In the recent case of Chen Wencan and Another v. Secretary For Justice and Another, the Court of First Instance (CFI) has dismissed a judicial review application against the Securities and Futures Commission (SFC) relating to restriction notices issued in an ongoing investigation into a suspected “ramp-and-dump” scheme. The Applicants contended that the restriction notices issued by the SFC under sections 204(1)(a) and 205(1) of the Securities and Futures Ordinance (SFO) to freeze their assets in various trading accounts held with certain licensed corporations on the basis of section 207(e) of the SFO was unconstitutional as it (i) was not prescribed by law and (i) was a disproportionate interference with their property rights.
The CFI noted in this judicial review that similar issues had been dealt with earlier in the case of Tam Sze Leung and Others v Secretary for Justice and Another. The CFI is not persuaded that there are any significant differences raised by the Applicants which point to any reason why a different view should be taken. The below is the summary of the court’s reasoning in Tam Sze Leung:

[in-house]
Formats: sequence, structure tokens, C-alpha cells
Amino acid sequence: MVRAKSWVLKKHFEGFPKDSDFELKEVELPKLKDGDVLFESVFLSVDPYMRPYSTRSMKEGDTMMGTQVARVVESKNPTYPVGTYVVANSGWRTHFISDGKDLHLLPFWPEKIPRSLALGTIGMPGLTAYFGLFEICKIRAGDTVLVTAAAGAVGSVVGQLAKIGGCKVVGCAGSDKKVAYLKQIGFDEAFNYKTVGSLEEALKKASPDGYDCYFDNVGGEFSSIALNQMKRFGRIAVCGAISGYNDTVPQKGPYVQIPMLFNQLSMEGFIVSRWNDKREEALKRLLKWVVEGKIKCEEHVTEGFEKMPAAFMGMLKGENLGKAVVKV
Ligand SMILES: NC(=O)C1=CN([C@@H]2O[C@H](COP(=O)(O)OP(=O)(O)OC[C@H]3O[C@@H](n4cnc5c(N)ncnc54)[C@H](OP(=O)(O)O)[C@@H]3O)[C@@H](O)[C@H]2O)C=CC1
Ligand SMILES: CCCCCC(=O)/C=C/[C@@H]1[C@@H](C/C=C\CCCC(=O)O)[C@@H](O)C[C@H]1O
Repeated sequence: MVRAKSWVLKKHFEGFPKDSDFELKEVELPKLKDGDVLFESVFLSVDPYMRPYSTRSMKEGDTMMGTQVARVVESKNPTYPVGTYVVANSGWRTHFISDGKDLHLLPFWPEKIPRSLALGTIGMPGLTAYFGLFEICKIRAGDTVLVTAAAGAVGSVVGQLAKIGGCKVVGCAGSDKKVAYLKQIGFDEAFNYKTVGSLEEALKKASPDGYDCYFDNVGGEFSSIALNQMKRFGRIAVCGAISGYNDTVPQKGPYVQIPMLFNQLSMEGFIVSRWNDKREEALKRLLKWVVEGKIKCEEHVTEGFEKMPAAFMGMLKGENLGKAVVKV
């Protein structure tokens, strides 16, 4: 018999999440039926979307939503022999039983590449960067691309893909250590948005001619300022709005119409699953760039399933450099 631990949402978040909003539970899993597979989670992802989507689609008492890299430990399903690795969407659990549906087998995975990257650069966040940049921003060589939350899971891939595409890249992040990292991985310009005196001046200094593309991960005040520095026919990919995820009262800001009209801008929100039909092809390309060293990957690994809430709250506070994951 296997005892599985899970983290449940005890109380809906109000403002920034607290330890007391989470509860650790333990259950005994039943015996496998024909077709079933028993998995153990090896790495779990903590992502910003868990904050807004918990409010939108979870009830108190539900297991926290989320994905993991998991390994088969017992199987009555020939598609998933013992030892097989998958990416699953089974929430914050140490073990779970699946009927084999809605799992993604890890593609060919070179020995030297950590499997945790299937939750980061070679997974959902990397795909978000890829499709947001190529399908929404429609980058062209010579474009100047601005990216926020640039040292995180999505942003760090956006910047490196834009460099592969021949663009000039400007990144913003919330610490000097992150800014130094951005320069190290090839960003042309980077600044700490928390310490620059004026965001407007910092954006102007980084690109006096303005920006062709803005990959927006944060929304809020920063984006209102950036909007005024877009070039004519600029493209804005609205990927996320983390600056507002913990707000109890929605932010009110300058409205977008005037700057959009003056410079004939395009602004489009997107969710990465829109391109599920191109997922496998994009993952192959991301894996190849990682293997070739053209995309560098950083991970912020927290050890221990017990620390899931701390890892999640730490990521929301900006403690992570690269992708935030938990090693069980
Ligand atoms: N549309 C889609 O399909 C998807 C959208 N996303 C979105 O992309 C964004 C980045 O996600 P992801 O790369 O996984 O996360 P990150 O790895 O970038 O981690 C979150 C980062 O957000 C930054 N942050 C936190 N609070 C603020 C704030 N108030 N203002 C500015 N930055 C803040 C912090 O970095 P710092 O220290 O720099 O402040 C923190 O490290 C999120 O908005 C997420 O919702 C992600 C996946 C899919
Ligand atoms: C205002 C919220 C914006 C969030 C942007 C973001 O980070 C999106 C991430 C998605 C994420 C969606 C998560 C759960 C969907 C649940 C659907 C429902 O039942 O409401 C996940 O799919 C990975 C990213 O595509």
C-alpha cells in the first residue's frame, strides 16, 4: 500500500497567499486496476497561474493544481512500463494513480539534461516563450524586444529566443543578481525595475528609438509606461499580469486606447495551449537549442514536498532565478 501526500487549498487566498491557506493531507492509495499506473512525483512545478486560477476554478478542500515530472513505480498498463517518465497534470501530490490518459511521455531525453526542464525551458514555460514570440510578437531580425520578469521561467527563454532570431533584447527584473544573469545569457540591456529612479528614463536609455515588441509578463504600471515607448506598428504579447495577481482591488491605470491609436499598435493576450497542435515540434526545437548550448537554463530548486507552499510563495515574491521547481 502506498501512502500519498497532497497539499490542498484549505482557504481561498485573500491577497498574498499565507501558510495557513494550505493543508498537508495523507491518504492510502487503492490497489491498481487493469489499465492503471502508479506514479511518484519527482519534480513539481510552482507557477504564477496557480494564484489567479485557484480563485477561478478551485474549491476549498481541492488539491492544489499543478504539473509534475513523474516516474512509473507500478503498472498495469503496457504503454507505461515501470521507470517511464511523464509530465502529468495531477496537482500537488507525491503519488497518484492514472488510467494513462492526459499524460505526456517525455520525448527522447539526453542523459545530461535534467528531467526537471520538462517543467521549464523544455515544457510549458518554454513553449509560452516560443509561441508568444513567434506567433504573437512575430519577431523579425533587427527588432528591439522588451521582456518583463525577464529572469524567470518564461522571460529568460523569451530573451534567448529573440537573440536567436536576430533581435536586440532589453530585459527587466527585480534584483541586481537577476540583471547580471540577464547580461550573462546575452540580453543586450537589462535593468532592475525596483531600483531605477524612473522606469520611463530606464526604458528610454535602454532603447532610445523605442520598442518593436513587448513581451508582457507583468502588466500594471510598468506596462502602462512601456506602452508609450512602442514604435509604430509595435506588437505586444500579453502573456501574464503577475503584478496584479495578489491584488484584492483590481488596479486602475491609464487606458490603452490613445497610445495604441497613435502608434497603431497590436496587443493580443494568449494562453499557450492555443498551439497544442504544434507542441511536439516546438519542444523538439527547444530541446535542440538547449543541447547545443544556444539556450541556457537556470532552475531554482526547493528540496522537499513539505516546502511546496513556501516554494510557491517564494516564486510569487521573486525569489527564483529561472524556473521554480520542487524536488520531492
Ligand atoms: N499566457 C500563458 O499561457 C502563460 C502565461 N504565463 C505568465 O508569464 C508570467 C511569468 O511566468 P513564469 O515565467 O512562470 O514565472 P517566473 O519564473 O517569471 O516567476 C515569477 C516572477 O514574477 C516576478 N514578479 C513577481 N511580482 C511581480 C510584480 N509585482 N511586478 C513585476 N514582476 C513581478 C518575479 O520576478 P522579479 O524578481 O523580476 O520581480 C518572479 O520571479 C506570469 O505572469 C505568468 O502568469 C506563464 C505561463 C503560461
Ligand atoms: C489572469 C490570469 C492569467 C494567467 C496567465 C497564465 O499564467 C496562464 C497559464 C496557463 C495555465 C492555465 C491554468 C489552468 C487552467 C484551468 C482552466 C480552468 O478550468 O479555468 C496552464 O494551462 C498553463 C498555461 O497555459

To conclude, albeit restriction notices are (i) issued against the licensed corporation (as the subject of the restriction) which is not accused of any wrongdoing and (ii) highly intrusive to the individual’s property rights, the recent judgment reaffirms the SFC statutory powers to issue restriction notices, in allowing the SFC to serve the important function of protecting the investors and the public interest.
  HKCFI 796; See https://legalref.judiciary.hk/lrs/common/ju/ju_frame.jsp?DIS=151339&currpage=T.
  HKCFI 2330; See https://legalref.judiciary.hk/lrs/common/ju/ju_frame.jsp?DIS=147488&currpage=T.